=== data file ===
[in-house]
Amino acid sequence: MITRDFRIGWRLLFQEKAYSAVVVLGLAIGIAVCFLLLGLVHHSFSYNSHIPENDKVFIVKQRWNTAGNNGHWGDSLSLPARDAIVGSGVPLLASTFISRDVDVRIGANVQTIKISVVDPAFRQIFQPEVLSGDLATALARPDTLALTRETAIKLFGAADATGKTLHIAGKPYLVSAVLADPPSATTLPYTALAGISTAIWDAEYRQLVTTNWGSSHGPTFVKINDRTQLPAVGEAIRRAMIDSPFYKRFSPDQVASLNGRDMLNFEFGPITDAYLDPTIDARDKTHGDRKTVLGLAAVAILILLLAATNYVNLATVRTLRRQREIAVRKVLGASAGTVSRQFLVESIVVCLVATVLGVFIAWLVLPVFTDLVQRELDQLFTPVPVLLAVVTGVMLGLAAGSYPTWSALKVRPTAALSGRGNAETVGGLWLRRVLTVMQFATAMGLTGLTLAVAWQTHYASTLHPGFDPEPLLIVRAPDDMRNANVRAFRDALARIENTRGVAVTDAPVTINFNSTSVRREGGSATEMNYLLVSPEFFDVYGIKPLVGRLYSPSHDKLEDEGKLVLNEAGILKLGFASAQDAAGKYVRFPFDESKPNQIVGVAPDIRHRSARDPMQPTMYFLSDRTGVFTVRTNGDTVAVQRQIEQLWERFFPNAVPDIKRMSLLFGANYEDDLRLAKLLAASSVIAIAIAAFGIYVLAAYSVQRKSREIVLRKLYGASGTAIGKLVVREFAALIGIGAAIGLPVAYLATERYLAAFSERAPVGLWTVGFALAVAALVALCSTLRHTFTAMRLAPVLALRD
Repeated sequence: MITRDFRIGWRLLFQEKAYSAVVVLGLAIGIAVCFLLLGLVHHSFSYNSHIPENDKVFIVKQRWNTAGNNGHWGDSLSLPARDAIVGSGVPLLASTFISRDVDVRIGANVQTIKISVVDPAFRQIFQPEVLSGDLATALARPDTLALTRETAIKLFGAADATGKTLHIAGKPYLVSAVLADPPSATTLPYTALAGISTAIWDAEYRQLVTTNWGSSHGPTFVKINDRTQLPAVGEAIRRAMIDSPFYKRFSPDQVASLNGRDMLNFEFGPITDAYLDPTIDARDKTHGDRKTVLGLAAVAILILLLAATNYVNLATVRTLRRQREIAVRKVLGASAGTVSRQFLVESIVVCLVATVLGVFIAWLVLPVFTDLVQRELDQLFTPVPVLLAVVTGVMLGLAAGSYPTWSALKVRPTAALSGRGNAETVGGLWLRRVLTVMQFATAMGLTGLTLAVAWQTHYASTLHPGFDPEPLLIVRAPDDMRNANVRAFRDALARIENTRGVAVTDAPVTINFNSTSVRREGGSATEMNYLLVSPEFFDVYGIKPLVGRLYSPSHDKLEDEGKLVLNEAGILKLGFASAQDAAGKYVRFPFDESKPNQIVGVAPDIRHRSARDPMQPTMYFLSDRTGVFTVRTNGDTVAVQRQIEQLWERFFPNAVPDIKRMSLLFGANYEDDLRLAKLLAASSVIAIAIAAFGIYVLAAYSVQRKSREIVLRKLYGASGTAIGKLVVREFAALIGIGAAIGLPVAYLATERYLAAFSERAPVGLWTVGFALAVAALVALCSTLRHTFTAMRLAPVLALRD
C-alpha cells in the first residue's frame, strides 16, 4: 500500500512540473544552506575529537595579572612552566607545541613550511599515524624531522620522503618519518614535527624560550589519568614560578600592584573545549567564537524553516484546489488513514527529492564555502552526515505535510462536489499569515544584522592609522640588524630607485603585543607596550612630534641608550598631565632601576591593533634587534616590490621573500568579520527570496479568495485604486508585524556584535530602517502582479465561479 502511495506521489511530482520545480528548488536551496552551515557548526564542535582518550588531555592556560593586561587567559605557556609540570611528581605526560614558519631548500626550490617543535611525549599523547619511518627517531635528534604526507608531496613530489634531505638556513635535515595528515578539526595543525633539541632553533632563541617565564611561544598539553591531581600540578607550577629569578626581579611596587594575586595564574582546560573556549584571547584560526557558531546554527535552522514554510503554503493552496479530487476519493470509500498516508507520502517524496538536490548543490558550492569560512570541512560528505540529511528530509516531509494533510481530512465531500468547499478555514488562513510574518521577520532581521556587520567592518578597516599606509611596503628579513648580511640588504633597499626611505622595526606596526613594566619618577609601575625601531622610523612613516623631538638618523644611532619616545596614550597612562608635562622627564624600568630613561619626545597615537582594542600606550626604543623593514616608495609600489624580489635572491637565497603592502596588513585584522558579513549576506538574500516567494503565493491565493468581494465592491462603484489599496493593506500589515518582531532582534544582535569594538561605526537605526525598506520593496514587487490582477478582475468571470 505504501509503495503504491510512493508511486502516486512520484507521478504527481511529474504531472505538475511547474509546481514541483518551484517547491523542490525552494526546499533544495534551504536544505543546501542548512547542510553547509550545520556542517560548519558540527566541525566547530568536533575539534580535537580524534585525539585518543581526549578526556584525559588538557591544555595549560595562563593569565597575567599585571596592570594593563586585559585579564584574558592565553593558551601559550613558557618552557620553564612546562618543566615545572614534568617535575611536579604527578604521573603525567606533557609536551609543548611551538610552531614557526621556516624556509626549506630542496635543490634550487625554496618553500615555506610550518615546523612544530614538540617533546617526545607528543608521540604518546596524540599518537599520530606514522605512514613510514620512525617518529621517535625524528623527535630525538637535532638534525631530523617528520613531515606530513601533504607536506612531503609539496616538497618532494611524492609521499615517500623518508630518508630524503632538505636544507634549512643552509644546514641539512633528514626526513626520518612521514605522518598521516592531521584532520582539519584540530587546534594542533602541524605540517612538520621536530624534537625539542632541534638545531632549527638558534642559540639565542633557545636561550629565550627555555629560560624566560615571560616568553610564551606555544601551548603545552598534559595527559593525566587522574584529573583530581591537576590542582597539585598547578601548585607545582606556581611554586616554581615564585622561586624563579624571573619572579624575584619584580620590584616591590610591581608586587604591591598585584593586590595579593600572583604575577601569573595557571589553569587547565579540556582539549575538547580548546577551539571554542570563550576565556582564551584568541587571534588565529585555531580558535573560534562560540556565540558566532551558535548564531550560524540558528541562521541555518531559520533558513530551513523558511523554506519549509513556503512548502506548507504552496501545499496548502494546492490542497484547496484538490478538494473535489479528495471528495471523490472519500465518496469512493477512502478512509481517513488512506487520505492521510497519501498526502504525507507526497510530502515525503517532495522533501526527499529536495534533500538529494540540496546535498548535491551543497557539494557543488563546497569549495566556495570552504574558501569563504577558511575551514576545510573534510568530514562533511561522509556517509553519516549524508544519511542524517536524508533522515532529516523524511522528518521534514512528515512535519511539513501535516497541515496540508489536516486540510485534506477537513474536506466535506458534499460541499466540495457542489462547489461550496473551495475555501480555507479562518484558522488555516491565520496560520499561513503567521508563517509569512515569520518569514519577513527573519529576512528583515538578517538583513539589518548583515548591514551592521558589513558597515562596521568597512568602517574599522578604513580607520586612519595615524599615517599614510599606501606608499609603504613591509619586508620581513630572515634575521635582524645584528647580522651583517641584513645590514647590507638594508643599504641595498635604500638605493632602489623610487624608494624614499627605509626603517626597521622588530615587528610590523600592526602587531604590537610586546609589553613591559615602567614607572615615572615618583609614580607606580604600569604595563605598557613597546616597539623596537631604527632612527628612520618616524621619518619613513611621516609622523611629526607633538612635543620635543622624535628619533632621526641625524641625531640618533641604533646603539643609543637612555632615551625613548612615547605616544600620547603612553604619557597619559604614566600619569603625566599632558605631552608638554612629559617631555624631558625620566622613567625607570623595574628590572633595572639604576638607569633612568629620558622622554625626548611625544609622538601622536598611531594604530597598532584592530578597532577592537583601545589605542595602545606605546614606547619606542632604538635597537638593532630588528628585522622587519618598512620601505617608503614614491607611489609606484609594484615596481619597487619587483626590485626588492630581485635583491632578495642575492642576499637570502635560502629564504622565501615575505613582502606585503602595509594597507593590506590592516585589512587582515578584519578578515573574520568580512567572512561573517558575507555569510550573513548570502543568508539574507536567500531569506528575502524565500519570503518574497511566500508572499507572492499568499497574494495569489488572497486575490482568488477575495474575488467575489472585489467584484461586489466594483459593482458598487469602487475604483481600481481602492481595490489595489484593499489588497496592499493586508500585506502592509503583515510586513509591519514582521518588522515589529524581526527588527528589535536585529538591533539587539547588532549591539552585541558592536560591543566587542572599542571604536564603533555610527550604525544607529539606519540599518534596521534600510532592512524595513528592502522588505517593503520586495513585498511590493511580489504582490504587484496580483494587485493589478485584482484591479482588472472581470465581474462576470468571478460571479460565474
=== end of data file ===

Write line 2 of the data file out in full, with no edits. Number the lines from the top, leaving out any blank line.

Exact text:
Amino acid sequence: MITRDFRIGWRLLFQEKAYSAVVVLGLAIGIAVCFLLLGLVHHSFSYNSHIPENDKVFIVKQRWNTAGNNGHWGDSLSLPARDAIVGSGVPLLASTFISRDVDVRIGANVQTIKISVVDPAFRQIFQPEVLSGDLATALARPDTLALTRETAIKLFGAADATGKTLHIAGKPYLVSAVLADPPSATTLPYTALAGISTAIWDAEYRQLVTTNWGSSHGPTFVKINDRTQLPAVGEAIRRAMIDSPFYKRFSPDQVASLNGRDMLNFEFGPITDAYLDPTIDARDKTHGDRKTVLGLAAVAILILLLAATNYVNLATVRTLRRQREIAVRKVLGASAGTVSRQFLVESIVVCLVATVLGVFIAWLVLPVFTDLVQRELDQLFTPVPVLLAVVTGVMLGLAAGSYPTWSALKVRPTAALSGRGNAETVGGLWLRRVLTVMQFATAMGLTGLTLAVAWQTHYASTLHPGFDPEPLLIVRAPDDMRNANVRAFRDALARIENTRGVAVTDAPVTINFNSTSVRREGGSATEMNYLLVSPEFFDVYGIKPLVGRLYSPSHDKLEDEGKLVLNEAGILKLGFASAQDAAGKYVRFPFDESKPNQIVGVAPDIRHRSARDPMQPTMYFLSDRTGVFTVRTNGDTVAVQRQIEQLWERFFPNAVPDIKRMSLLFGANYEDDLRLAKLLAASSVIAIAIAAFGIYVLAAYSVQRKSREIVLRKLYGASGTAIGKLVVREFAALIGIGAAIGLPVAYLATERYLAAFSERAPVGLWTVGFALAVAALVALCSTLRHTFTAMRLAPVLALRD